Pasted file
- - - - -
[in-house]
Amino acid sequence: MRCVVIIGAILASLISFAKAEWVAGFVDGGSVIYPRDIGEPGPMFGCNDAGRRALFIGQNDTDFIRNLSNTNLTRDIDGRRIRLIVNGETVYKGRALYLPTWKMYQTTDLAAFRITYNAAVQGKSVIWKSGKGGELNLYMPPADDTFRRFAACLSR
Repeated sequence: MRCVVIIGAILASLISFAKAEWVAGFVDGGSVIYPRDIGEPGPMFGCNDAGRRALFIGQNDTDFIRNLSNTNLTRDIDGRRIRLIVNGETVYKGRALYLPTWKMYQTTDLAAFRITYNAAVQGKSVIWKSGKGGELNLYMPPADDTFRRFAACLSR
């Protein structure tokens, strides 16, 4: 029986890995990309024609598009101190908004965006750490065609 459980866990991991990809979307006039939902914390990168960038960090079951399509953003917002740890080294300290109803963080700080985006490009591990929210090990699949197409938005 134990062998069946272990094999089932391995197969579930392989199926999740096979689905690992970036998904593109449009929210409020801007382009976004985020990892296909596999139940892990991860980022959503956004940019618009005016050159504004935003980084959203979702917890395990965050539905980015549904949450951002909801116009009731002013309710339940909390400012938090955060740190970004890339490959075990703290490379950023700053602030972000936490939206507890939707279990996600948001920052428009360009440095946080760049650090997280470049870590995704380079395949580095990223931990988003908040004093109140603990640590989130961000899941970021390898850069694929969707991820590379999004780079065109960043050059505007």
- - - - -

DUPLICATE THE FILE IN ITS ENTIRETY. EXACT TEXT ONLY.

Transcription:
[in-house]
Amino acid sequence: MRCVVIIGAILASLISFAKAEWVAGFVDGGSVIYPRDIGEPGPMFGCNDAGRRALFIGQNDTDFIRNLSNTNLTRDIDGRRIRLIVNGETVYKGRALYLPTWKMYQTTDLAAFRITYNAAVQGKSVIWKSGKGGELNLYMPPADDTFRRFAACLSR
Repeated sequence: MRCVVIIGAILASLISFAKAEWVAGFVDGGSVIYPRDIGEPGPMFGCNDAGRRALFIGQNDTDFIRNLSNTNLTRDIDGRRIRLIVNGETVYKGRALYLPTWKMYQTTDLAAFRITYNAAVQGKSVIWKSGKGGELNLYMPPADDTFRRFAACLSR
């Protein structure tokens, strides 16, 4: 029986890995990309024609598009101190908004965006750490065609 459980866990991991990809979307006039939902914390990168960038960090079951399509953003917002740890080294300290109803963080700080985006490009591990929210090990699949197409938005 134990062998069946272990094999089932391995197969579930392989199926999740096979689905690992970036998904593109449009929210409020801007382009976004985020990892296909596999139940892990991860980022959503956004940019618009005016050159504004935003980084959203979702917890395990965050539905980015549904949450951002909801116009009731002013309710339940909390400012938090955060740190970004890339490959075990703290490379950023700053602030972000936490939206507890939707279990996600948001920052428009360009440095946080760049650090997280470049870590995704380079395949580095990223931990988003908040004093109140603990640590989130961000899941970021390898850069694929969707991820590379999004780079065109960043050059505007």